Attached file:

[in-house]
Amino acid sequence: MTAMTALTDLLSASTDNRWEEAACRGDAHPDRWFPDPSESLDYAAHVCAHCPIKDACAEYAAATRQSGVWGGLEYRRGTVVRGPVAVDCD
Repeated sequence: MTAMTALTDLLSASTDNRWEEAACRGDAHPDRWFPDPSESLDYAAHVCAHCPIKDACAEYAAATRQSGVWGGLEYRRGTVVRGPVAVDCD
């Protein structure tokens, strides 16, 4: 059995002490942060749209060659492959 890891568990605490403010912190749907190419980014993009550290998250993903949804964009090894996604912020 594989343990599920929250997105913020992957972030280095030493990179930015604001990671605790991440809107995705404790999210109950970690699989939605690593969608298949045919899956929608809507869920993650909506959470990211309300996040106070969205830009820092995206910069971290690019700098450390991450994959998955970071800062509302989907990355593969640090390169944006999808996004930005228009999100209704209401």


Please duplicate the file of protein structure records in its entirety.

[in-house]
Amino acid sequence: MTAMTALTDLLSASTDNRWEEAACRGDAHPDRWFPDPSESLDYAAHVCAHCPIKDACAEYAAATRQSGVWGGLEYRRGTVVRGPVAVDCD
Repeated sequence: MTAMTALTDLLSASTDNRWEEAACRGDAHPDRWFPDPSESLDYAAHVCAHCPIKDACAEYAAATRQSGVWGGLEYRRGTVVRGPVAVDCD
């Protein structure tokens, strides 16, 4: 059995002490942060749209060659492959 890891568990605490403010912190749907190419980014993009550290998250993903949804964009090894996604912020 594989343990599920929250997105913020992957972030280095030493990179930015604001990671605790991440809107995705404790999210109950970690699989939605690593969608298949045919899956929608809507869920993650909506959470990211309300996040106070969205830009820092995206910069971290690019700098450390991450994959998955970071800062509302989907990355593969640090390169944006999808996004930005228009999100209704209401």